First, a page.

Why Non-Profits?

Arnold Kling questioned the value of non-profits:

A profit-seeking enterprise is more accountable, in that a profit-seeking business must satisfy consumers or else go out of business. Hence, it must provide something of value to its customers. On the other hand, if a non-profit fails to provide any benefit to its customers, it still might be able to obtain grants from the government or from donors.

Fabio Rojas responded:

Non-profits provide services that are not sustainable in a for-profit format. … The customers simply can’t pay for what might benefit them and “we” (the donors) have decided that these people need the service. The non-profit format is a way to handle donations to third parties in an organized and semi-public fashion. … Examples include services to poor children (e.g., Boys and Girls Clubs), women (e.g., battered women’s shelters) and immigrants (e.g., many religious groups donate time and services to poor immigrants). My intuition is that it would be hard for a profit oriented institution to help battered women or poor children. …

It’s signaling. Not only in the Hanson “I do this because I care” sense, but as a commitment to a specific issue. The people who run the local church organization for recent Mexican migrants have to show that they won’t bail in order to give shareholders a slightly higher return. Rather, by making their organization non-profit, they show an allegiance to a specific type of person, not their wallet.

Fabio suggests that the main function of non-profits is as intermediaries between those who want to donate and the deserving recipients they want to help. But the obvious question here is: why can’t non-profits give these deserving recipients vouchers for service at for-profit firms? Why do non-profits need to provide the services themselves? Remember that 51% of non-profit revenue goes to medical orgs like hospitals, and 14% to schools — vouchers are quite feasible for both of these kinds of services.

Admittedly, in some cases there are strong complementarities between the task of deciding who is a deserving recipient and actually providing services. This applies, for example, to service coordinators such as social workers, who evaluate aid candidates and suggest relevant services to them. But why must the services that coordinators coordinate be provided by non-profits?

Now there might be good reasons for customers to sometimes choose non-profit service providers. Such a choice might assure customers that advice being given is not overly influenced by profit motives. But this reason should apply to many sorts of customers all across the economy – there is no obvious reason to expect a correlation between people donors consider deserving of help and people who buy trustworthiness by buying from non-profits.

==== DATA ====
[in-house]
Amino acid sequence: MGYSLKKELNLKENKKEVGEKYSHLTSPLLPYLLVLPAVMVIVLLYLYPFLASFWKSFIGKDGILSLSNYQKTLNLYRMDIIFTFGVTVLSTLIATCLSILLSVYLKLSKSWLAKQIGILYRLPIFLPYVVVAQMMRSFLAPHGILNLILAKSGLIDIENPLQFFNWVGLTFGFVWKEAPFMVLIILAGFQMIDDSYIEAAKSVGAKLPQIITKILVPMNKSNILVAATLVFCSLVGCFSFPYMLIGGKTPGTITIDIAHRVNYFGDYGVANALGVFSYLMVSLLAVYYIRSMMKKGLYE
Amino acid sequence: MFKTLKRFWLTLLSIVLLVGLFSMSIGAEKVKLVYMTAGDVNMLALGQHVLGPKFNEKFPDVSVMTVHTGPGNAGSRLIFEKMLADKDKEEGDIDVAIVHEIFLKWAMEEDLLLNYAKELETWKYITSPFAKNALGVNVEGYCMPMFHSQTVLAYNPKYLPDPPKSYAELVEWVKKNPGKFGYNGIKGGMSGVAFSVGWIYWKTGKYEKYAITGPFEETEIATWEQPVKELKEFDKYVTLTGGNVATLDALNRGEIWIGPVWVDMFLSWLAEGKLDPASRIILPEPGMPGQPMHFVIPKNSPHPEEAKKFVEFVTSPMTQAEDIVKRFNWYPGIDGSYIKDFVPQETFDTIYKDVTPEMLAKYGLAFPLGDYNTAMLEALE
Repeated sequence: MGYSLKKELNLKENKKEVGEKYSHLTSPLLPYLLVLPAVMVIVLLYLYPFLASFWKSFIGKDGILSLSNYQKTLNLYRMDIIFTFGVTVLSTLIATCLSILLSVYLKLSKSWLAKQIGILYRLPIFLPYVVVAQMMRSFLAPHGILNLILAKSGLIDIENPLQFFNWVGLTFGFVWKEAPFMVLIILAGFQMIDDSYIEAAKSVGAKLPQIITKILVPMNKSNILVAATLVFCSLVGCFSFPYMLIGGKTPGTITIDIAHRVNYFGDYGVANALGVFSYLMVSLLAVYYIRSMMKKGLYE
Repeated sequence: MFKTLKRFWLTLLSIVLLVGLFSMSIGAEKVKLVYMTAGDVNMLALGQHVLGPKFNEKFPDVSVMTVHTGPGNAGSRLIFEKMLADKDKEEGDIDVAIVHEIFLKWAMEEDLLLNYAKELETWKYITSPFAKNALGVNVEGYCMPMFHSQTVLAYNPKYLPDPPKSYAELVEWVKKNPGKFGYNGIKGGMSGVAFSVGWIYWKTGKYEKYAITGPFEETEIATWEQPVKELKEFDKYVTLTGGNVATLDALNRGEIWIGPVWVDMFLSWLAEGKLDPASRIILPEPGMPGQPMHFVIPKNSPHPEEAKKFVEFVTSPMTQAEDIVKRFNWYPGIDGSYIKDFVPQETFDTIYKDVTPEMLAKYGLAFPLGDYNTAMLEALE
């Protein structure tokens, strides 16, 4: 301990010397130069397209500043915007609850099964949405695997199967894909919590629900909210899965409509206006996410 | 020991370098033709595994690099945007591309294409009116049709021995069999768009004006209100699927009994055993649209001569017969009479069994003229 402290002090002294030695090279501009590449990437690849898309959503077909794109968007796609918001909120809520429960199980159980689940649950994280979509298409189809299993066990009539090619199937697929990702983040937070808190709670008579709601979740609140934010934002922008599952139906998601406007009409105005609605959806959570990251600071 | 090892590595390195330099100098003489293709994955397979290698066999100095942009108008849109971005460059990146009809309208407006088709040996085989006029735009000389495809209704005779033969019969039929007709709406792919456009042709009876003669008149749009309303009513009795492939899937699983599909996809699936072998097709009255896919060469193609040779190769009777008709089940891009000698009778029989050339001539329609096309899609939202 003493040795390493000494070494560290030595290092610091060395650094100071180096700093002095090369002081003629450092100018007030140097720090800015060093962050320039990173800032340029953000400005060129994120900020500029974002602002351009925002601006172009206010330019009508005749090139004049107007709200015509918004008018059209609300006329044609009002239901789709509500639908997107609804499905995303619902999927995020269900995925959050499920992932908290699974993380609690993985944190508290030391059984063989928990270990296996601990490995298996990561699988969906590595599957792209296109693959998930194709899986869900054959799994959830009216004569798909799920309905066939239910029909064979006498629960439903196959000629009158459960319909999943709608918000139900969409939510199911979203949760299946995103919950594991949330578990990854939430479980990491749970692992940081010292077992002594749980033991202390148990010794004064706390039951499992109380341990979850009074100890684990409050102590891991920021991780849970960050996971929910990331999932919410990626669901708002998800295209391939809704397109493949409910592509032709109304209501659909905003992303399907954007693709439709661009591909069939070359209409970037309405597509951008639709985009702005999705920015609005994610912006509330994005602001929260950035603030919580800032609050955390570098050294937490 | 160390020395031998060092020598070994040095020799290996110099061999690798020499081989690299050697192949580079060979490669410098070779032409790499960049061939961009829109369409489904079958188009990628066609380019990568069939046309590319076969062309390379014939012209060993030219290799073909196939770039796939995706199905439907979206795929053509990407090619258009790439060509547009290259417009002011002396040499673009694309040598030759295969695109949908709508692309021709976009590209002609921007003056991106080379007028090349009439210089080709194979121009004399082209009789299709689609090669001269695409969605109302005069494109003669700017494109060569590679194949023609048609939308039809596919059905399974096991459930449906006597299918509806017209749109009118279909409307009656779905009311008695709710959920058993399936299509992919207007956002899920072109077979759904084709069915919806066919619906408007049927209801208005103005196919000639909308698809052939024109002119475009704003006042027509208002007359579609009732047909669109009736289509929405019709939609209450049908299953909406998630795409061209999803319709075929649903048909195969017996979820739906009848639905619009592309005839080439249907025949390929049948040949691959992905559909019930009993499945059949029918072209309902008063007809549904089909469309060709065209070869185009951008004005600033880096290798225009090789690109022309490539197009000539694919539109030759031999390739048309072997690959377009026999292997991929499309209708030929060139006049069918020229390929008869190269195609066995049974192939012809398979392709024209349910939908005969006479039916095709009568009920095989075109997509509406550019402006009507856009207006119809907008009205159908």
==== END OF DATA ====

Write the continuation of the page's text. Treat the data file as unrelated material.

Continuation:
So why don’t the non-profits that donors use to distribute help usually give vouchers to recipients, vouchers valid at either non-profit or for-profit service providers? Once one has decided who needs what sort of help, why does it matter what kind or organizations provide that help?

I suspect that what is going on here is that non-profit donors and employees both dislike the idea of letting money to go for-profit firms, regardless of how much that might benefit aid recipients. They affiliate with non-profits in order to gain an image of “doing good” and substantial affiliations with for-profits in that process taints that image.

Added 5p: Several commenters pointed out that many prefer to volunteer time, and without money mediating between their time donation and the cause. That is, they don’t just want to work at whatever makes the most money and have that money used for the cause – they want to personally spend their time on the cause. This also seems to fit my basic theory – that the more money and profit are involved in the process, the more that taints the do-gooding image of their donation.

GD Star Rating
Tagged as: ,
Trackback URL:
  • Nonprofits are a solution to the basic problem of charity: satisfy empathetic aims of individuals without threatening their competitive aims.

  • Josh

    I suspect that what is going on here is that non-profit donors and employees both dislike the idea of letting money to go non-profit firms, regardless of how much that might benefit aid recipients.

    I think you mean for-profit firms.

  • Dee

    Wouldn’t services provided by non-profits be cheaper since the money is going to pay for costs and not profits?

    If non-profits gave out vouchers instead, these vouchers would cost more than providing services themselves because they would be paying for costs AND profits at a for-profit firm (also for-profits tend to have much higher salary costs). Then there would be fewer deserving recipients served.

    This seems like a very simple and obvious point, so what am I missing?

    • Josh

      As long as there is robust competition, we wouldn’t expect in the long run to observe excess profits for any one firm above the opportunity cost of their capital.

      • Dee

        Right, but there is no cost of capital for non-profits–that’s the idea of donations.

      • y81

        Replying to Dee, universities and hospitals are large bond issuers. (They can usually issue at tax-exempt rates,using procedures too complicated to explain here.) The rates they must pay on their bonds depends on the credit rating of the institution in question. So they do have a cost of capital. And if they spend from their endowments to fund capital costs, they have an opportunity cost equal to their lost earnings on that portion of the endowment.

      • Arlin

        thus, in the long-run all businesses will be “non-profit”…excellent observation!

    • Sigivald

      Wouldn’t services provided by non-profits be cheaper since the money is going to pay for costs and not profits?

      Not-for-profits still pay hefty salaries and all that. They’re money-making enterprises, not charities, in most (almost all?) cases – they just aren’t making “profits” in the legal sense, and get nice tax benefits.

      It’s vitally important, in discussions like this, to remember that “non-profit” is not the same as “charitable” or “not motivated by money at all”.